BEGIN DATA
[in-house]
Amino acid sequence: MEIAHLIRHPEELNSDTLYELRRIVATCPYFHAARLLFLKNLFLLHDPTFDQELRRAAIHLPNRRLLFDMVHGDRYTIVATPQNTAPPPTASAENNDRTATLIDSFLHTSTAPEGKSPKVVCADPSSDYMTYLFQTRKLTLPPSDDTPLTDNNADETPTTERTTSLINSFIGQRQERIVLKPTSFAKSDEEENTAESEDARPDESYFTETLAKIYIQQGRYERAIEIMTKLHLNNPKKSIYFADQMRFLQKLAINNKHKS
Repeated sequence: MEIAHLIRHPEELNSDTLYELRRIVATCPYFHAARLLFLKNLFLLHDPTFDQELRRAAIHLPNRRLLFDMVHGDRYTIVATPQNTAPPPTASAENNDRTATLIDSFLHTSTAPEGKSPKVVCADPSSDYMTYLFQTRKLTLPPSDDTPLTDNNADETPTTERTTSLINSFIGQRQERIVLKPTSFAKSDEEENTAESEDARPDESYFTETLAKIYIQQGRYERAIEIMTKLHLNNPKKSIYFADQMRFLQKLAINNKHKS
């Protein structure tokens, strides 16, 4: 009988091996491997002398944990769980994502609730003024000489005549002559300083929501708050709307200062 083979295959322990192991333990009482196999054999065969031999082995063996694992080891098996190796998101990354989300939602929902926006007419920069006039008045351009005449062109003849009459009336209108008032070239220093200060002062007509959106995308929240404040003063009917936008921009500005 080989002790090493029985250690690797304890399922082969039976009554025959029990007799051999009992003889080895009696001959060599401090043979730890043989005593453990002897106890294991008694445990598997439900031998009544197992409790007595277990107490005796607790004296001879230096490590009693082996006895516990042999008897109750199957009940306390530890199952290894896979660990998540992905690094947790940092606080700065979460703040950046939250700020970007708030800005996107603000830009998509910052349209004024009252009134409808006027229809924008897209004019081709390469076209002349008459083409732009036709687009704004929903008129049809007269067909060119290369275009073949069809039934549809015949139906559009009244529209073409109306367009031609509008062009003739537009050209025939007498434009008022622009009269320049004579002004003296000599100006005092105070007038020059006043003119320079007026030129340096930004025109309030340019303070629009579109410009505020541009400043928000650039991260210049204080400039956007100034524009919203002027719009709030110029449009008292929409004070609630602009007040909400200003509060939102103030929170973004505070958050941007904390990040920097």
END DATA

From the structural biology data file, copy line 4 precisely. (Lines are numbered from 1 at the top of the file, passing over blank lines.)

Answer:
């Protein structure tokens, strides 16, 4: 009988091996491997002398944990769980994502609730003024000489005549002559300083929501708050709307200062 083979295959322990192991333990009482196999054999065969031999082995063996694992080891098996190796998101990354989300939602929902926006007419920069006039008045351009005449062109003849009459009336209108008032070239220093200060002062007509959106995308929240404040003063009917936008921009500005 080989002790090493029985250690690797304890399922082969039976009554025959029990007799051999009992003889080895009696001959060599401090043979730890043989005593453990002897106890294991008694445990598997439900031998009544197992409790007595277990107490005796607790004296001879230096490590009693082996006895516990042999008897109750199957009940306390530890199952290894896979660990998540992905690094947790940092606080700065979460703040950046939250700020970007708030800005996107603000830009998509910052349209004024009252009134409808006027229809924008897209004019081709390469076209002349008459083409732009036709687009704004929903008129049809007269067909060119290369275009073949069809039934549809015949139906559009009244529209073409109306367009031609509008062009003739537009050209025939007498434009008022622009009269320049004579002004003296000599100006005092105070007038020059006043003119320079007026030129340096930004025109309030340019303070629009579109410009505020541009400043928000650039991260210049204080400039956007100034524009919203002027719009709030110029449009008292929409004070609630602009007040909400200003509060939102103030929170973004505070958050941007904390990040920097």